A preprint on a Yale-based study described chronic symptoms self-reported after COVID-19 vaccination by 241 members of an online group. The paper, which has not been peer-reviewed, did not show how common these symptoms are in the general population, nor whether vaccinations caused them — limitations popular online posts did not make clear.
A Swiss study found that after a COVID-19 booster, less than 3% of people briefly had a slightly elevated blood level of a protein that can be a marker of heart injury. No one in the study had any serious heart damage, and other experts say the findings are unlikely to be clinically significant. Viral posts, however, are spinning the results to falsely claim that the study shows the vaccine’s risks are “off the scale.”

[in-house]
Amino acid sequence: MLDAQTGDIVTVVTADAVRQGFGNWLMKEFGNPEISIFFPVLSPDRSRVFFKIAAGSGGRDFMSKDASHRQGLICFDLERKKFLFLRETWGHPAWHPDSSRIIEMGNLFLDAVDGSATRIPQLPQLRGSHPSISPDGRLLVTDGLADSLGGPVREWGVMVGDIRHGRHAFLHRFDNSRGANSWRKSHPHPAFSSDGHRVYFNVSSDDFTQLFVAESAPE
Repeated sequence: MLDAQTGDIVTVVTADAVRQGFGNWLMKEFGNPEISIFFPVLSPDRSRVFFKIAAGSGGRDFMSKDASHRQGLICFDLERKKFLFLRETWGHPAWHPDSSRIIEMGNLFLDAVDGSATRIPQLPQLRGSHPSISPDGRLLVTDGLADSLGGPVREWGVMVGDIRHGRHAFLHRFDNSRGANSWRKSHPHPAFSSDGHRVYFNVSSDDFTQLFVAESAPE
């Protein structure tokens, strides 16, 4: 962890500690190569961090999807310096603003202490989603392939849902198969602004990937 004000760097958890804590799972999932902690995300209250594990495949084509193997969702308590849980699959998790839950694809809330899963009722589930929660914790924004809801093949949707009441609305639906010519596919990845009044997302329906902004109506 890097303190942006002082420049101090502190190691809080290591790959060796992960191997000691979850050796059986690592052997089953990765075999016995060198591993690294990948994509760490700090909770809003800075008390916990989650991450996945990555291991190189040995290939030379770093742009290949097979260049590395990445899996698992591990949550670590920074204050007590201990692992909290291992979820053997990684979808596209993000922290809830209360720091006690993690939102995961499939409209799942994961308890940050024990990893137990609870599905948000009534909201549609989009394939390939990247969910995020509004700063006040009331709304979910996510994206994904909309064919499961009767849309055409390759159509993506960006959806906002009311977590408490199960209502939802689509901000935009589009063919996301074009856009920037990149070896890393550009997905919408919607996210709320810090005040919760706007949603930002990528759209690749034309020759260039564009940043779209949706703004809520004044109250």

A Pfizer document recently released by the Food and Drug Administration describes adverse events reported following vaccination and attests to the continued safety of the company’s COVID-19 vaccine. A popular video and other online posts, however, incorrectly imply that the vaccine caused the events.